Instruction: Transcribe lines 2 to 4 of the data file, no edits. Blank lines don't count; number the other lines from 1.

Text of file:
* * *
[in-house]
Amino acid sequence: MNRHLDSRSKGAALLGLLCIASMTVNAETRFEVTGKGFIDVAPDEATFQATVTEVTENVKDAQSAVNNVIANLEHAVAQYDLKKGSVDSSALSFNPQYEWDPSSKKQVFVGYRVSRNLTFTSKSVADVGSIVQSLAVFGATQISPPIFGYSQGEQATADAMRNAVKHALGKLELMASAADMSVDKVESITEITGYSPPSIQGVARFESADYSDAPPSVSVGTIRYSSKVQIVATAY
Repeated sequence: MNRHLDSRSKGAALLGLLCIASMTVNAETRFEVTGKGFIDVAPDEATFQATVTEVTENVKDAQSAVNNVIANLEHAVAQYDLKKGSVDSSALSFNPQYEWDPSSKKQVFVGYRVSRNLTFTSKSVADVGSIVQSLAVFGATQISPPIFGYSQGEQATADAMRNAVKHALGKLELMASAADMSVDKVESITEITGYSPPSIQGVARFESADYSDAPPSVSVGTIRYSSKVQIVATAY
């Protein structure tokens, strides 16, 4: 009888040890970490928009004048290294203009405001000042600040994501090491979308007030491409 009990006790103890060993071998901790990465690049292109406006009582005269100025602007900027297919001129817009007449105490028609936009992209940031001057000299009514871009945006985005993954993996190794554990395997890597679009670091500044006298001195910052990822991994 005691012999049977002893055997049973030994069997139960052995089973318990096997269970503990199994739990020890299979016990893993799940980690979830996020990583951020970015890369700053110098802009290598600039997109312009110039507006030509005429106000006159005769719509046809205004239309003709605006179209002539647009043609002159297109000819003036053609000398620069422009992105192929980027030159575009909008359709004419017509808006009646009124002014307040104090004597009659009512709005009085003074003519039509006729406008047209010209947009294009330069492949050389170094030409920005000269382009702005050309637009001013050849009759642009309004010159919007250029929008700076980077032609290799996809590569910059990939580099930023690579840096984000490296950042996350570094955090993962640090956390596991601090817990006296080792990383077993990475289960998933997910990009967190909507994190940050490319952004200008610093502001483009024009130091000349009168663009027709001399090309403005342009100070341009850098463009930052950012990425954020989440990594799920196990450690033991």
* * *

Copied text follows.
Amino acid sequence: MNRHLDSRSKGAALLGLLCIASMTVNAETRFEVTGKGFIDVAPDEATFQATVTEVTENVKDAQSAVNNVIANLEHAVAQYDLKKGSVDSSALSFNPQYEWDPSSKKQVFVGYRVSRNLTFTSKSVADVGSIVQSLAVFGATQISPPIFGYSQGEQATADAMRNAVKHALGKLELMASAADMSVDKVESITEITGYSPPSIQGVARFESADYSDAPPSVSVGTIRYSSKVQIVATAY
Repeated sequence: MNRHLDSRSKGAALLGLLCIASMTVNAETRFEVTGKGFIDVAPDEATFQATVTEVTENVKDAQSAVNNVIANLEHAVAQYDLKKGSVDSSALSFNPQYEWDPSSKKQVFVGYRVSRNLTFTSKSVADVGSIVQSLAVFGATQISPPIFGYSQGEQATADAMRNAVKHALGKLELMASAADMSVDKVESITEITGYSPPSIQGVARFESADYSDAPPSVSVGTIRYSSKVQIVATAY
């Protein structure tokens, strides 16, 4: 009888040890970490928009004048290294203009405001000042600040994501090491979308007030491409 009990006790103890060993071998901790990465690049292109406006009582005269100025602007900027297919001129817009007449105490028609936009992209940031001057000299009514871009945006985005993954993996190794554990395997890597679009670091500044006298001195910052990822991994 005691012999049977002893055997049973030994069997139960052995089973318990096997269970503990199994739990020890299979016990893993799940980690979830996020990583951020970015890369700053110098802009290598600039997109312009110039507006030509005429106000006159005769719509046809205004239309003709605006179209002539647009043609002159297109000819003036053609000398620069422009992105192929980027030159575009909008359709004419017509808006009646009124002014307040104090004597009659009512709005009085003074003519039509006729406008047209010209947009294009330069492949050389170094030409920005000269382009702005050309637009001013050849009759642009309004010159919007250029929008700076980077032609290799996809590569910059990939580099930023690579840096984000490296950042996350570094955090993962640090956390596991601090817990006296080792990383077993990475289960998933997910990009967190909507994190940050490319952004200008610093502001483009024009130091000349009168663009027709001399090309403005342009100070341009850098463009930052950012990425954020989440990594799920196990450690033991």